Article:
Lack of bidders clouds first-ever solar auction
LAKEWOOD – Going once, going twice, no sale.
The Bureau of Land Management’s first-ever solar rights auction failed to attract a single bidder Thursday morning, a disappointing launch for a program that aims to jump-start large solar plants on federal land.
Three parcels in the San Luis Valley were up for bid in the first competitive auction of potential solar power plant sites that the BLM identified in six Western states.
The auction was in the same suburban conference room the BLM uses for its quarterly gas and oil lease sales. But when auctioneer John Clatworthy stood at the podium and asked for bids, he only answer was an awkward silence.
“Even the very best auctioneer has a tough time working with that,” Clatworthy said.
BLM officials said the received early expressions of interest from five companies, and they will have to regroup and find out why no one showed up Thursday.
“First out of the chute, it’s difficult to anticipate who may or may not come,” said Maryanne Kurtinaitis, the renewable-energy program manager for BLM’s Colorado office.
Federal agencies have already permitted dozens of smaller renewable-energy projects on public lands, but Thursday’s auction was the first attempt in the country to sell rights for a large operation of 20 megawatts of more. Former Interior Secretary Ken Salazar pushed the solar program forward and approved fast-tracking the sites in the San Luis Valley, plus sites in the other Four Corners states, Nevada and California.
Unlike gas and oil auctions, where companies nominate the land to be auctioned, the BLM chose sites to be designated as solar zones and then opened up the auction process to private bidders.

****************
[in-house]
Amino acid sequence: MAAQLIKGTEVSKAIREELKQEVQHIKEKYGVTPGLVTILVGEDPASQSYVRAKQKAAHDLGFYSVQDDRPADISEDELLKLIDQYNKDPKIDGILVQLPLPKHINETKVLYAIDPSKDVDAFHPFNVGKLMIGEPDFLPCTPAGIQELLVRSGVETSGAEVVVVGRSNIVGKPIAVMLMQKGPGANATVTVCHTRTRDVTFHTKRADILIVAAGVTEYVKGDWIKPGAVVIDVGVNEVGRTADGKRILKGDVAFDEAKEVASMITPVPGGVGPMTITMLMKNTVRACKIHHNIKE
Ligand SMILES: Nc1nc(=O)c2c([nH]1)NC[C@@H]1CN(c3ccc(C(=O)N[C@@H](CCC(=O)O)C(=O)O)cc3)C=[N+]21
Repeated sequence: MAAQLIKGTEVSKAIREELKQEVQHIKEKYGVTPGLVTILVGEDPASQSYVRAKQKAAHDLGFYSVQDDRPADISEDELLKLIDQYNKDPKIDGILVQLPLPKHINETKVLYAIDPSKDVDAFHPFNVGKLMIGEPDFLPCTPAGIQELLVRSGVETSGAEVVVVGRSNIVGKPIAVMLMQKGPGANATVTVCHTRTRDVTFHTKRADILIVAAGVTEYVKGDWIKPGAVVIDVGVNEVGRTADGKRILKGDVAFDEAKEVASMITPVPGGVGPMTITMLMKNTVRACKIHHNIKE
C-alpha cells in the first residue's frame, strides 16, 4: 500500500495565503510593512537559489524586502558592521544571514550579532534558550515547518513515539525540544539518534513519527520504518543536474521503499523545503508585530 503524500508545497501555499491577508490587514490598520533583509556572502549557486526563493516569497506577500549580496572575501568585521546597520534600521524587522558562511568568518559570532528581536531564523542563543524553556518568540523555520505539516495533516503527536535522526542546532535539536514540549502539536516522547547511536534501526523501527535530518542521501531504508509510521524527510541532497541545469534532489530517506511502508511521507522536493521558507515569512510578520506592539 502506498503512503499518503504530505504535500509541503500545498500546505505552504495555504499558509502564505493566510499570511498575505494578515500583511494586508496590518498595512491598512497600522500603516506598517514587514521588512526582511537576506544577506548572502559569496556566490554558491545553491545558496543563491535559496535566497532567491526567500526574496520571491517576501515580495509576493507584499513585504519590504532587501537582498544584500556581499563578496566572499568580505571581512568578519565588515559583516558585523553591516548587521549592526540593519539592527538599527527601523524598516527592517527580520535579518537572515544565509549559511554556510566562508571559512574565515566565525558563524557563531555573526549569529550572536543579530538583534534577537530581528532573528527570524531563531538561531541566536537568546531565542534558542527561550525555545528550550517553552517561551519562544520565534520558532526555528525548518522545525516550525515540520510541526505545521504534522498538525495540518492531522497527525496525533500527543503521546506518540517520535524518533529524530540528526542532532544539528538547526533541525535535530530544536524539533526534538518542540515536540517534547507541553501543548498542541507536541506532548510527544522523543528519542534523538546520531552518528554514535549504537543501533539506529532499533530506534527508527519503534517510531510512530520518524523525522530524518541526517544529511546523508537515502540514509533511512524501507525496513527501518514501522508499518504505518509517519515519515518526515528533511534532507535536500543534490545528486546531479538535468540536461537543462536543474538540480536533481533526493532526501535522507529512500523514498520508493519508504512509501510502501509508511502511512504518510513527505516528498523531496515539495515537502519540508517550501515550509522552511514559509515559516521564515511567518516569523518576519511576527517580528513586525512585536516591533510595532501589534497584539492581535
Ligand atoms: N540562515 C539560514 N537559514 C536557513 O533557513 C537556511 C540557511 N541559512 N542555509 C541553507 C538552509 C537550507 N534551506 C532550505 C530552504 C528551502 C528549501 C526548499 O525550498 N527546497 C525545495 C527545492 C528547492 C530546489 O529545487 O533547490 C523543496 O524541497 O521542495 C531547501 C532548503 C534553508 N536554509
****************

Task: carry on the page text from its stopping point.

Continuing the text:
A few dozen people, including several from solar power companies, showed up to observe, and BLM officials was encouraged about the degree of interest, even if the crowd’s checkbooks remained closed.
“The fact that we didn’t sell (Thursday) is no indication whatsoever that we won’t be able to move forward with solar development in any of these solar energy zones,” said BLM spokeswoman Vanessa Lacayo.
The lands will continue to be made available to interested solar power companies, she said.
The BLM did not designate any land in the Four Corners as a solar energy zone suitable for a large power plant. Much of the BLM’s land in the region is in Canyons of the Ancients National Monument, and other parcels are too hilly for a solar array. The BLM also chose land that is close to high-capacity power lines.
“The fact that we didn’t designate a zone in Southwest Colorado certainly doesn’t mean solar is off-limits,” Lacayo said.
The parcels up for bid Thursday are at the north and south ends of the San Luis Valley. Two tracts are just north of Antonito, and the third is just off U.S. Highway 285 at the intersection of Colorado Highway 17, the short cut from Alamosa to the north end of the valley.